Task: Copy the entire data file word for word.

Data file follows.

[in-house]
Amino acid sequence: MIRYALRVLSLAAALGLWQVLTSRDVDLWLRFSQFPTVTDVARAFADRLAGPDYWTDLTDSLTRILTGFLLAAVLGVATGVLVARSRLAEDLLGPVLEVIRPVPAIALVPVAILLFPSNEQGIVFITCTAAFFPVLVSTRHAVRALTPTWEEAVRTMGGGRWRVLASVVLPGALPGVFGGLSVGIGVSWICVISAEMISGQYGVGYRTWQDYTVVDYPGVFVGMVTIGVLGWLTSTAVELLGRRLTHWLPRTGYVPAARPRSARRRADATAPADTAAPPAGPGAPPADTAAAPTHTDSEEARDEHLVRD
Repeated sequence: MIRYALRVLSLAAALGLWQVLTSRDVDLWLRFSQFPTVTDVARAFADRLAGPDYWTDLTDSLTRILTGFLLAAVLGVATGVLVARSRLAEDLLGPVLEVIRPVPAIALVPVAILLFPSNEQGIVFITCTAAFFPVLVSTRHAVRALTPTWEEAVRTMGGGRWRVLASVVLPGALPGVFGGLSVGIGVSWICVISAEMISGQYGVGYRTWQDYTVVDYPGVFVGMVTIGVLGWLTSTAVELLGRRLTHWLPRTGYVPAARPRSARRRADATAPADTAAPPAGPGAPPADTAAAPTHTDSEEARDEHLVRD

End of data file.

[in-house]
Amino acid sequence: MIRYALRVLSLAAALGLWQVLTSRDVDLWLRFSQFPTVTDVARAFADRLAGPDYWTDLTDSLTRILTGFLLAAVLGVATGVLVARSRLAEDLLGPVLEVIRPVPAIALVPVAILLFPSNEQGIVFITCTAAFFPVLVSTRHAVRALTPTWEEAVRTMGGGRWRVLASVVLPGALPGVFGGLSVGIGVSWICVISAEMISGQYGVGYRTWQDYTVVDYPGVFVGMVTIGVLGWLTSTAVELLGRRLTHWLPRTGYVPAARPRSARRRADATAPADTAAPPAGPGAPPADTAAAPTHTDSEEARDEHLVRD
Repeated sequence: MIRYALRVLSLAAALGLWQVLTSRDVDLWLRFSQFPTVTDVARAFADRLAGPDYWTDLTDSLTRILTGFLLAAVLGVATGVLVARSRLAEDLLGPVLEVIRPVPAIALVPVAILLFPSNEQGIVFITCTAAFFPVLVSTRHAVRALTPTWEEAVRTMGGGRWRVLASVVLPGALPGVFGGLSVGIGVSWICVISAEMISGQYGVGYRTWQDYTVVDYPGVFVGMVTIGVLGWLTSTAVELLGRRLTHWLPRTGYVPAARPRSARRRADATAPADTAAPPAGPGAPPADTAAAPTHTDSEEARDEHLVRD